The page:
Q. I recently graduated with my HND in travel and tourism and registered with recruitment agencies, but have been told that, because I don't have experience, it's unlikely anyone will give me the salary I am looking for. I am getting rather anxious as I want to return to university in October to start my BA (Hons) in the same subject. I would need to attend one day a week.
A. The travel industry often likes to employ students, particularly those who have travelled. The easiest place to start, according to recruitment specialist Julia Feuell, whose company New Frontiers runs an e-mail careers advice service for those in the industry, is usually in reservations.
Tour operators and call centres offer training to those with little or no experience and they operate shift systems, so studying while working is possible. They pay commission, which can bump up earnings if you are good at selling. You are not alone - many in this sector feel that, on graduating, they are offered junior roles on low salaries. This isn't unusual in competitive industries, I'm afraid, but once you get some experience behind you, your qualifications should add weight to your CV. If you have travelled, make sure it's on your CV, as well as any experience in customer service jobs.
Write covering letters explaining why you think you have the skills to do the job, and be persistent. Rather than hide behind e-mails pick up the phone. Look up www.newfrontiers.co.uk; the Association of Women Travel Executives ( www.awte-london.co.uk) and consider joining the Institute of Travel and Tourism ( www.itt.co.uk), which has a careers guide, a newsletter and an annual conference to help you meet others in the business so you can swap experiences.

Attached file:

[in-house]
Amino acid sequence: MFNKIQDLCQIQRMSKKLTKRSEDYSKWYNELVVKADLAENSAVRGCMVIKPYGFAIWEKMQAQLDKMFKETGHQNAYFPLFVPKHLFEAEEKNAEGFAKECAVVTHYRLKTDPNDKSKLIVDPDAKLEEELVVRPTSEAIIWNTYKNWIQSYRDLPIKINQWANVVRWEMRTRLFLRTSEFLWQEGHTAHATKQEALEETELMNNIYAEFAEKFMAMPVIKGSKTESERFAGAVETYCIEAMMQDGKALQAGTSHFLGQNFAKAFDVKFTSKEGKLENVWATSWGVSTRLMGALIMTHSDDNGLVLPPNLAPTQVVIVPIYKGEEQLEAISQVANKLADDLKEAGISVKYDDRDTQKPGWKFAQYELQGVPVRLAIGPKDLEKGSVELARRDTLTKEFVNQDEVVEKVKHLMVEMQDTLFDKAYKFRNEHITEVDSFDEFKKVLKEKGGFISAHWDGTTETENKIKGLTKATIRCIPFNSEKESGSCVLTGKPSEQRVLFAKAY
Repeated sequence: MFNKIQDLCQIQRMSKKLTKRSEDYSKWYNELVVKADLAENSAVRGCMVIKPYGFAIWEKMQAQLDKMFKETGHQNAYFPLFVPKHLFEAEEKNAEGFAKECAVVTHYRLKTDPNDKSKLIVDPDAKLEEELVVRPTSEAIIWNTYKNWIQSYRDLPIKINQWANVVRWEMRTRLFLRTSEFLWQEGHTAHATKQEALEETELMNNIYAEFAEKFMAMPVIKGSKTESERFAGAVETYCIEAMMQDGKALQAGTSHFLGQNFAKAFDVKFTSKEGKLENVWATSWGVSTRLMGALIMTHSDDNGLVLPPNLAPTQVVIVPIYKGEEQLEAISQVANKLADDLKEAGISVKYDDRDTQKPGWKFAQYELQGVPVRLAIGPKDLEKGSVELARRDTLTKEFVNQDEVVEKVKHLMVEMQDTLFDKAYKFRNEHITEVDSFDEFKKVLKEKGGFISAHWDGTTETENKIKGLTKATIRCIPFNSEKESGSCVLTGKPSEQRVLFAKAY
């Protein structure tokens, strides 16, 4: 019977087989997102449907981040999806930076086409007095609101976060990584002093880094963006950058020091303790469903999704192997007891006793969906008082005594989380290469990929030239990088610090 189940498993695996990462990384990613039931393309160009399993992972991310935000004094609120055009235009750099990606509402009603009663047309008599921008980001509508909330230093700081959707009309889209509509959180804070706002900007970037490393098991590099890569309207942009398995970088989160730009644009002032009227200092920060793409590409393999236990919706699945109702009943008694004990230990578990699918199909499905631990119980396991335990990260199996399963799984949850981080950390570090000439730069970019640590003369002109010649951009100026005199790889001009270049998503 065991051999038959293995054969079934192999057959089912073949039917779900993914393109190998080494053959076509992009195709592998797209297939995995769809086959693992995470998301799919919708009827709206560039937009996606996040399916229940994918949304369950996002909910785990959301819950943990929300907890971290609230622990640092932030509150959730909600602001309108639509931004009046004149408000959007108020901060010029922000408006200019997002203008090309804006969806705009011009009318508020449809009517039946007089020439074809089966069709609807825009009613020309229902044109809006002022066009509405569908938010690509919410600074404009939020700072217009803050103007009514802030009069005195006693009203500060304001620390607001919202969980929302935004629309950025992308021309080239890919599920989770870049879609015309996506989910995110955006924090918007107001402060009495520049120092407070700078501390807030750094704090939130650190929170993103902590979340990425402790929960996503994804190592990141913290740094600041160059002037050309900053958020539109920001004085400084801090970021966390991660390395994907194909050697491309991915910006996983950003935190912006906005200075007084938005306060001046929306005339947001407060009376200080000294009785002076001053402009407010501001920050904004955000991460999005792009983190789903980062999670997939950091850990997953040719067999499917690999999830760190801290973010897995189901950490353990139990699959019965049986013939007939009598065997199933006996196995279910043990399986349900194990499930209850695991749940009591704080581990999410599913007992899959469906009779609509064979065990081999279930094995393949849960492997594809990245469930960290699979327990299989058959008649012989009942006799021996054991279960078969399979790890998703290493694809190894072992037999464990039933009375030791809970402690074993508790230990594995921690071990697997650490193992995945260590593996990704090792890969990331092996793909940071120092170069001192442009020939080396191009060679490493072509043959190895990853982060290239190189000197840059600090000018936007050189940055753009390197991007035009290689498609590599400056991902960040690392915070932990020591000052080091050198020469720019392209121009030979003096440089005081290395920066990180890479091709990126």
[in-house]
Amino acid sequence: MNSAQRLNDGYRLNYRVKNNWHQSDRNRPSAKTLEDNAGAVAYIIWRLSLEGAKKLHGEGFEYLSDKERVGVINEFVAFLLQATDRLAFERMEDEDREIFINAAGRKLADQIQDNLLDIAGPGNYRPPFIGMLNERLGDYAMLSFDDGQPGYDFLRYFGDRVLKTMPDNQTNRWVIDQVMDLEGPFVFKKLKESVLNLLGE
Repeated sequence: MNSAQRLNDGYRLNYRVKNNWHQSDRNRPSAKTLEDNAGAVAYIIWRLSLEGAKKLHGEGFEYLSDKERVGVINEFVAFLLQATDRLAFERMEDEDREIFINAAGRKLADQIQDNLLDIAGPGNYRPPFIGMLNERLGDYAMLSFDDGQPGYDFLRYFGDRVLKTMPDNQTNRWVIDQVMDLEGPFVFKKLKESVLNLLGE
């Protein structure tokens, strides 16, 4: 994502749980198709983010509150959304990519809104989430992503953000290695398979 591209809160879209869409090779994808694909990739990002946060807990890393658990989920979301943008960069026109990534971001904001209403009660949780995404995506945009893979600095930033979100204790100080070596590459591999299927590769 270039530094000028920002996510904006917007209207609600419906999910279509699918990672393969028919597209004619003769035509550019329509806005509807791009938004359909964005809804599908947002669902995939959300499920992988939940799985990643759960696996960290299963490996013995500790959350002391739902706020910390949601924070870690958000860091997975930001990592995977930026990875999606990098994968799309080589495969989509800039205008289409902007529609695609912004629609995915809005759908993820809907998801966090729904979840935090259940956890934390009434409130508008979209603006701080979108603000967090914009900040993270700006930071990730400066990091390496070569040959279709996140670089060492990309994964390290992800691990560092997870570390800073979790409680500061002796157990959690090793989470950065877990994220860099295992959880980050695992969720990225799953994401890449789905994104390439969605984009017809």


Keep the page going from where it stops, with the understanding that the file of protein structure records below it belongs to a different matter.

Furthering a career
Q. I have recently turned 48 and been made redundant from the civil service. I would like to gain a postgraduate certificate in education (PGCE) to enable me to teach in further education. I have experience of teaching first-year undergraduates, but am concerned about job prospects.
A. To teach in FE, you would need a PGCE for post-compulsory education - anything after the age of 16, or a City and Guilds certificate in FE teaching .
You can train before you teach, or, if you find a job, while teaching. But bear in mind that government and politics is a minority subject in colleges, taught mainly at A level. This means few lecturers can sustain a full timetable teaching these subjects - most also teach another social science.
The teacher-training courses for the post-16 sector are generic, so you would not have to train to teach a single subject, as you would with a schools PGCE. But it is advisable to think about the latter. Gaining qualified teacher status (QTS) that way will allow you to work in colleges and schools, and schools pay more. (It doesn't, currently, work the other way around - if you train for FE teaching, you will be unable to work in a school.)
There will be more windows to teach your speciality in a school, and there is more financial support for school teacher training than for FE. You could fall foul of the perceived need for younger staff in FE, as many staff will retire in the next 10 years, even though age discrimination will be outlawed from October.
Give yourself maximum flexibility, check out local school needs with the education adviser in your education authority, and don't forget the private sector.
Send your queries to Caroline Haydon at 'The Independent', Education Desk, Independent House, 191 Marsh Wall, London E14 9RS; or fax 020-7005 2143; or e-mail to email@example.comReuse content